Garage Beirut is a small Lebanese eatery in the heart of downtown Montreal. Offering a cozy set up, the place is decorated with framed photographs of Beirut, personal mementos and picturesque scenic views. We sat down in the half-full restaurant, happy to trade the cold outside for a hot meal. The friend with whom I went with is Lebanese herself so coming here put us squarely in her territory. I was happy to let her do the majority of the decision making and I wasn’t disappointed.
Our vote for Best Coffee in Toronto. Toronto has its’ fair share of independent coffee shops and boutiques, strewn across the city left, right and center. If you’re looking for a proper caffeine fix, we’ve got you covered. Here are some of our top picks
Weslodge is a new addition to Toronto’s dynamic King West street having opened in July of this year to much local media fanfare. From the instant diners walk through the big, bold yellow doors, the saloon style restaurant makes no apologies for its colorful personality.
Just around the corner from where I was staying in Toronto over my visiting weekend, L’Ouvrier seemed like a good bet for brunch time food. A friend had been for a party after a TIFF event and had great things to say about the space and the aesthetic of the place. Open to whatever, I was down to check it out – we ended up going for a nice brunch with a couple people.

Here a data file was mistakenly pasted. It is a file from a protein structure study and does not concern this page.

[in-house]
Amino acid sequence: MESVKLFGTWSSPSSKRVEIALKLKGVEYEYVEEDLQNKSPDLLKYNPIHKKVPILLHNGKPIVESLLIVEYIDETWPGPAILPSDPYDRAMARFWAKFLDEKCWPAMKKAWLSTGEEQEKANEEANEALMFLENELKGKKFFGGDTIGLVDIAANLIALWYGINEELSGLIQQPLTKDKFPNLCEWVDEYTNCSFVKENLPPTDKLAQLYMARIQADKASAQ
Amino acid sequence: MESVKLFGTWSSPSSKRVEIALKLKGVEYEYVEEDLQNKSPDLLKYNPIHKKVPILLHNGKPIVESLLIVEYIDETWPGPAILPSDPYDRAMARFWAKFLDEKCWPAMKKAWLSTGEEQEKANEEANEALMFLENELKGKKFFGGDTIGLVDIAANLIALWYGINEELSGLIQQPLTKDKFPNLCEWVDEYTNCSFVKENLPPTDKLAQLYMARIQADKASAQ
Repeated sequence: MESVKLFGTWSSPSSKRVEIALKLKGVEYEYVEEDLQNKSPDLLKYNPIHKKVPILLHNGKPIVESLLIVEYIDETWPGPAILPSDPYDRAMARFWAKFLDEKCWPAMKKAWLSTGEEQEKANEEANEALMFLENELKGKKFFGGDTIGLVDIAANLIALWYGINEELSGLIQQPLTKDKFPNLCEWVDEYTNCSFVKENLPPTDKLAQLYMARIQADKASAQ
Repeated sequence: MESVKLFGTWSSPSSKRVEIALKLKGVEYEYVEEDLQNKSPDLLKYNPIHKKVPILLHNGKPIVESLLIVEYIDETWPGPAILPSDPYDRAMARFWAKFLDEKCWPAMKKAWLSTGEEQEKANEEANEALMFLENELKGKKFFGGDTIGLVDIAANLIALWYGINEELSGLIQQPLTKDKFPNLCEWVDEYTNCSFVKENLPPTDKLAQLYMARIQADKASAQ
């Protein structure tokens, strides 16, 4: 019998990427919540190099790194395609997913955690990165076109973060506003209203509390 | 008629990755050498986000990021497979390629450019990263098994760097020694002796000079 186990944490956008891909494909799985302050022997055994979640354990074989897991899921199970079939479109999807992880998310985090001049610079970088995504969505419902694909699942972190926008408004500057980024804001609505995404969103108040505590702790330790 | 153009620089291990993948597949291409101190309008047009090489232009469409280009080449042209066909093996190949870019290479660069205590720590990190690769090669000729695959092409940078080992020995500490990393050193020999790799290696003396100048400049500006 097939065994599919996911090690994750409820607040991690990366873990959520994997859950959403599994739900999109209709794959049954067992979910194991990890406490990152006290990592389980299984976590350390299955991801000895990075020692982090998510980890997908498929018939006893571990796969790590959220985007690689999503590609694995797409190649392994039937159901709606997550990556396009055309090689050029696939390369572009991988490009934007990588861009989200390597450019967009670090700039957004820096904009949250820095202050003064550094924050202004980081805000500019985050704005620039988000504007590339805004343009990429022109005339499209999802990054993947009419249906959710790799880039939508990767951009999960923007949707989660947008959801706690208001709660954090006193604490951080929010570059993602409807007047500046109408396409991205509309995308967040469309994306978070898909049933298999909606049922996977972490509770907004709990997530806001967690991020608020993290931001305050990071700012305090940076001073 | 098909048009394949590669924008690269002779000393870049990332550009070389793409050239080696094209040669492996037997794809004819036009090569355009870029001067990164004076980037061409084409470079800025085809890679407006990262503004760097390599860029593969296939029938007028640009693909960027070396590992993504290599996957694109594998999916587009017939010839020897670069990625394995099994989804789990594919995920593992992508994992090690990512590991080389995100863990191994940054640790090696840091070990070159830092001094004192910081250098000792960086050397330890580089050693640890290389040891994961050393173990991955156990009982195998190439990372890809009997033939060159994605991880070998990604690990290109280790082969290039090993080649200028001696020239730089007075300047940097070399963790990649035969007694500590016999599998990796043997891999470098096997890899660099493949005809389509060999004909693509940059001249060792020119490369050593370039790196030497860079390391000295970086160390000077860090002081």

Kenzo Ramen is one of Toronto’s prime destinations for quick and easy no-nonsense ramen. There are a plethora of other ramen houses close by that compete for your dollars – we noticed Sansotei Ramen as a big competitor with a lineup that spilled out into the cold noontime weather.
With lots of fanfare, Maison Publique finally opened its doors earlier last month. French for “public house” the restaurant is led by Derek Dammann of former DNA fame in partnership with British celebrity chef Jamie Oliver. It has been made clear that Dammann has full control of the restaurant’s daily operations, from the selection of the ingredients to the planning of the menu to the actual cooking itself. Oliver’s role seems to be more in the background, acting as an investor